My first visit to Patisserie Lenoir was magical. I walked inside to see Jean-Jacques Lenoir himself behind the counter and chatting with the locals (foreigners, but clearly regulars). Frodo the yellow lab would stroll in and out, while his owner François clearly preferred to speak English, showing off his time spent in Canada. Everyone who walked into the shop seemed to know Jean-Jacques and had their own inside jokes. I soaked it all in as I sat inside starring at the impressive (and beautiful) array of pastries in front of me, sipping my tea and eating a slice of quiche. I couldn’t help but think to myself: Julia would have loved this. Address: 14 Boulevard Carnot, Valbonne.
While looking for a boulangerie, a woman heard me ask someone and directed me back into the main city—”It’s much more local, just through the arches.” Had I not known I was looking for a boulangerie, I never would have found the white tent with a small stairway down into the large kitchen. Rémy wakes up at 2:30 every morning to start baking (he took over after his grandfather stepped down). He bakes between 250 and 500 of the local “Valbonnais” loaves in the few meter long oven. They sell so fast there’s a good chance you can get one straight out of the oven too! It was totally normal to see people with five loaves in their hands as they walked around town. Le Fournil d’Eugene: 19 Rue de la Fontaine, Valbonne.
After living in Paris for so many years, one of the most striking things about visiting the south of France is how nice people are. The same went for M. Gilbert, the butcher at Boucherie Rondelli. Everyone has personality, and in his case, a butcher with tattoos! Address: Résidence Vallis Bona 55 Route de Grasse, Valbonne.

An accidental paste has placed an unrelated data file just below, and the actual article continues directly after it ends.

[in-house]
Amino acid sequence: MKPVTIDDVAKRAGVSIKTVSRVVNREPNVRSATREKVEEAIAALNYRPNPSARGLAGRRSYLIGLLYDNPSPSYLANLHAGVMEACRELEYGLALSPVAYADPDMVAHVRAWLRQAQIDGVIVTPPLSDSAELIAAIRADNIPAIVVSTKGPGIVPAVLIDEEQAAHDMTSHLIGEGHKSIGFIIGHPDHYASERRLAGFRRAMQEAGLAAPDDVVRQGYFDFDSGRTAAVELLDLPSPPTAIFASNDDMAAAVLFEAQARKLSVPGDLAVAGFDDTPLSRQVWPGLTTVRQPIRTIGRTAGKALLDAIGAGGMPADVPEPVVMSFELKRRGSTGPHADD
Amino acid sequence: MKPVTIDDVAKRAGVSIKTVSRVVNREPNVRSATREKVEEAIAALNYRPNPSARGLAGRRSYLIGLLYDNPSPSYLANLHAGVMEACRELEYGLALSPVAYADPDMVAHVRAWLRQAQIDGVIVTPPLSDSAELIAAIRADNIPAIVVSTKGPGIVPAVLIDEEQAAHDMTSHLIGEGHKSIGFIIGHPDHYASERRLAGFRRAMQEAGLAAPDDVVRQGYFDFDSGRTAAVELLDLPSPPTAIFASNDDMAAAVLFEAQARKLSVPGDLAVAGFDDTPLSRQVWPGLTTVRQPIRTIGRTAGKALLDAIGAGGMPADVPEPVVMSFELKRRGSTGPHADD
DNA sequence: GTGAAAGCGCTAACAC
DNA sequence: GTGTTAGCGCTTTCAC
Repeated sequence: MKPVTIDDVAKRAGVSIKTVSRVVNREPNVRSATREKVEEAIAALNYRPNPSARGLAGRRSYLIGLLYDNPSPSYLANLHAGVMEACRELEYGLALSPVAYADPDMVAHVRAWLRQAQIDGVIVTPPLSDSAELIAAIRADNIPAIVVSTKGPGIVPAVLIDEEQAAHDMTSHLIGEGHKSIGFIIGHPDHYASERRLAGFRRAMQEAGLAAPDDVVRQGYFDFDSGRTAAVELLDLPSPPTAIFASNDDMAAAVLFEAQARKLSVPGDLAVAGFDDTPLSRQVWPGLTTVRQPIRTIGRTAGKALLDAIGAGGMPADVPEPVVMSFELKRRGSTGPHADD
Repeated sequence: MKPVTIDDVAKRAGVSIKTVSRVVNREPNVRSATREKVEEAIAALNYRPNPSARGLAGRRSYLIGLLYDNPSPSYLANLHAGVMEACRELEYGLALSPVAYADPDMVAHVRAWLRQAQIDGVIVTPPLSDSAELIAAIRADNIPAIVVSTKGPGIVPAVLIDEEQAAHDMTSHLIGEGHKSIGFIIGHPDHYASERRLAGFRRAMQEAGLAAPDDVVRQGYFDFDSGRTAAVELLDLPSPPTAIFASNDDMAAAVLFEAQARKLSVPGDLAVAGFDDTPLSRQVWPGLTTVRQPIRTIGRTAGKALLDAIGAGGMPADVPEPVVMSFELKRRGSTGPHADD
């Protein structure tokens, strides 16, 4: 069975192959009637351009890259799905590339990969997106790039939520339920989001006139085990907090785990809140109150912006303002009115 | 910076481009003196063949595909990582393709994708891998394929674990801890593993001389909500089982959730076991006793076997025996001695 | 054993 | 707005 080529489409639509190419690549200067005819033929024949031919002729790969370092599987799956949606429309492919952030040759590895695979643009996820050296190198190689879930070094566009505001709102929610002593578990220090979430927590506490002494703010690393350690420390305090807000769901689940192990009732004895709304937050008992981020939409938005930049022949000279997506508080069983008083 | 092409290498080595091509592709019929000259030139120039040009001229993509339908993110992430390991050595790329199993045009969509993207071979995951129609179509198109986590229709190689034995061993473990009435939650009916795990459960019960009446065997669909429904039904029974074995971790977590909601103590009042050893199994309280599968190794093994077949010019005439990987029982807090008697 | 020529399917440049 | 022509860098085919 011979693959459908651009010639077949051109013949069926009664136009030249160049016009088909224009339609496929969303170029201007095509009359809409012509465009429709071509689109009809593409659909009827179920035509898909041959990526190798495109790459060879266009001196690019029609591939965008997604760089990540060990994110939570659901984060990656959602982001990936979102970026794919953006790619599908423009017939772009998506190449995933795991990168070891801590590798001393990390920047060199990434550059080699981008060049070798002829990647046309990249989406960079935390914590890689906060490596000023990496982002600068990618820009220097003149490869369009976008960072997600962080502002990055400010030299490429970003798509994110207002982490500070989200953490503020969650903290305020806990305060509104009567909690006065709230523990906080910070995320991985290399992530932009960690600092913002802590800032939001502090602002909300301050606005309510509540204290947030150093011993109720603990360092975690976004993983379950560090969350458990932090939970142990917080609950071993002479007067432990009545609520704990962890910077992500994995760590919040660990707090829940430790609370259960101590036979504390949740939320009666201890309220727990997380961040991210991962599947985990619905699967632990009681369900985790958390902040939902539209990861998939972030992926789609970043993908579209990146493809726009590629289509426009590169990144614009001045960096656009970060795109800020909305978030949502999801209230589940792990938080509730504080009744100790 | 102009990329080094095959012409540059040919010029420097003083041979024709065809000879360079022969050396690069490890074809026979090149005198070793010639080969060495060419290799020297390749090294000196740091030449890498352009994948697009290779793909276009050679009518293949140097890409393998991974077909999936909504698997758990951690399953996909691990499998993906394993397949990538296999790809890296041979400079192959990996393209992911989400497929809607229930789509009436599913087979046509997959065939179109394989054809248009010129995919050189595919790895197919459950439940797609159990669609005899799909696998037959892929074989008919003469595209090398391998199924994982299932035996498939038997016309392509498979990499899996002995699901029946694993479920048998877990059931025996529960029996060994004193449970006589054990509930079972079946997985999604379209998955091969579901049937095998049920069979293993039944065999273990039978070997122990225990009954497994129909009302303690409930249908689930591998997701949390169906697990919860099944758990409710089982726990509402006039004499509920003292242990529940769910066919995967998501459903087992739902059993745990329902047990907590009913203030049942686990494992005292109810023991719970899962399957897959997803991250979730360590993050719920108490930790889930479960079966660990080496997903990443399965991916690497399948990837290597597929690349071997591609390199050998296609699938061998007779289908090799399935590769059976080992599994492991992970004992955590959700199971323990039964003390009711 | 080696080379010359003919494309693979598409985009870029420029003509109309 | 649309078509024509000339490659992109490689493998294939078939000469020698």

Every Friday morning in Valbonne there’s a market in the center of town, and it’s the big shopping day for everyone. But every day of the week there’s incredible produce at Dumanois Primeurs. It’s not often you see such care put into every display. Even their green beans were arranged into rows. And like most places in town, they close early on Sundays. Address: Résidence Vallis Bona 55 Route de Grasse, Valbonne.
With a shop named 365 Fromages, it’s not hard to guess they sell a lot of cheese. But out of all the options, I went straight for the butter. Make sure you look at the signs on the shop window too, as they’re quite amusing. Address: 22 Rue Eugène Giraud, Valbonne.
In order to host a dinner party in true Julia fashion, one needs wine—lots of it. Galerie Bouteille was a hole in the wall shop, run by Fabien was able to help me pick out the perfect bottles of red, white, rosé and bubbly for the occasion. Prices were very reasonable, and the wine I bought was by independent winemakers in the region. I also love that he was sitting outside at a table set up in front of the shop having apéro with friends when I first visited. Address: 13 rue Eugene Giraud Valbonne.
Dinner at Le Bistrot du Sommelier was recommended by Fabien at the wine store and it didn’t disappoint. Prices are very reasonable, especially given all the food is made with fresh local ingredients. Address: 21 rue Eugene Giraud, Valbonne.
Unlike most French cities I’ve visited, the center of Valbonne is arranged in a perfect grid. It was absolutely magical during the golden hour with the sun setting.
A few minute drive outside of Valbonne, there’s olive oil factory Moulin d’Opio. There are guided tours and tastings, but there’s also a free self-guided tour if timing doesn’t work out. The gift shop is full of all things olive, including giant historic presses. Address: 2 route de Chateauneuf, Opio.